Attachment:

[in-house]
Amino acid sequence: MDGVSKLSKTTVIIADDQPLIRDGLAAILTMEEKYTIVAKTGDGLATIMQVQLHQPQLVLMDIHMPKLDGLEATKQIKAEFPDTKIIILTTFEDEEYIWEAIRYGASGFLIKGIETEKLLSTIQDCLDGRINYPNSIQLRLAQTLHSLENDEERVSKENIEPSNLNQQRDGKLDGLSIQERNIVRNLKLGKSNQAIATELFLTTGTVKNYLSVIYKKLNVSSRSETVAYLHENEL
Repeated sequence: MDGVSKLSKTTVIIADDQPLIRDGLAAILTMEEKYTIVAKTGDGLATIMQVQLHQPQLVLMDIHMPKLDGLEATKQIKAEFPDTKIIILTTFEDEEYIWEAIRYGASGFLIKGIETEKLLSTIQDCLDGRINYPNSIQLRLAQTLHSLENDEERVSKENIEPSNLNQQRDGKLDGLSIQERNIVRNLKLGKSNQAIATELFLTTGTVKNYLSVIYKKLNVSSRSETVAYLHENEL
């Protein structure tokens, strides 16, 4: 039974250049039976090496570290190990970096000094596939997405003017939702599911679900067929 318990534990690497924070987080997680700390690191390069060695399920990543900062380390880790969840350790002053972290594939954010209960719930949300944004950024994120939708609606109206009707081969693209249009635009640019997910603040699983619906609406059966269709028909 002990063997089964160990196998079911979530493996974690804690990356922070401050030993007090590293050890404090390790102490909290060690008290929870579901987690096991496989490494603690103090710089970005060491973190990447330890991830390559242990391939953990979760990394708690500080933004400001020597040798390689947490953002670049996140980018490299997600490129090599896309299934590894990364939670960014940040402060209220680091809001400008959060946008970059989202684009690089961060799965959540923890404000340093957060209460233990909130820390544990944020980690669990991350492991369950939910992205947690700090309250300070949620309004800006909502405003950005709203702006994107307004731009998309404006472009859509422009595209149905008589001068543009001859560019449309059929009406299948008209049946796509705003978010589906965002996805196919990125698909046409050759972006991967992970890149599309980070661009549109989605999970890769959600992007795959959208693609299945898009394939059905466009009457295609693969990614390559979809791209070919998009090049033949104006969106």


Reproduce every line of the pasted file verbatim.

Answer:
[in-house]
Amino acid sequence: MDGVSKLSKTTVIIADDQPLIRDGLAAILTMEEKYTIVAKTGDGLATIMQVQLHQPQLVLMDIHMPKLDGLEATKQIKAEFPDTKIIILTTFEDEEYIWEAIRYGASGFLIKGIETEKLLSTIQDCLDGRINYPNSIQLRLAQTLHSLENDEERVSKENIEPSNLNQQRDGKLDGLSIQERNIVRNLKLGKSNQAIATELFLTTGTVKNYLSVIYKKLNVSSRSETVAYLHENEL
Repeated sequence: MDGVSKLSKTTVIIADDQPLIRDGLAAILTMEEKYTIVAKTGDGLATIMQVQLHQPQLVLMDIHMPKLDGLEATKQIKAEFPDTKIIILTTFEDEEYIWEAIRYGASGFLIKGIETEKLLSTIQDCLDGRINYPNSIQLRLAQTLHSLENDEERVSKENIEPSNLNQQRDGKLDGLSIQERNIVRNLKLGKSNQAIATELFLTTGTVKNYLSVIYKKLNVSSRSETVAYLHENEL
């Protein structure tokens, strides 16, 4: 039974250049039976090496570290190990970096000094596939997405003017939702599911679900067929 318990534990690497924070987080997680700390690191390069060695399920990543900062380390880790969840350790002053972290594939954010209960719930949300944004950024994120939708609606109206009707081969693209249009635009640019997910603040699983619906609406059966269709028909 002990063997089964160990196998079911979530493996974690804690990356922070401050030993007090590293050890404090390790102490909290060690008290929870579901987690096991496989490494603690103090710089970005060491973190990447330890991830390559242990391939953990979760990394708690500080933004400001020597040798390689947490953002670049996140980018490299997600490129090599896309299934590894990364939670960014940040402060209220680091809001400008959060946008970059989202684009690089961060799965959540923890404000340093957060209460233990909130820390544990944020980690669990991350492991369950939910992205947690700090309250300070949620309004800006909502405003950005709203702006994107307004731009998309404006472009859509422009595209149905008589001068543009001859560019449309059929009406299948008209049946796509705003978010589906965002996805196919990125698909046409050759972006991967992970890149599309980070661009549109989605999970890769959600992007795959959208693609299945898009394939059905466009009457295609693969990614390559979809791209070919998009090049033949104006969106």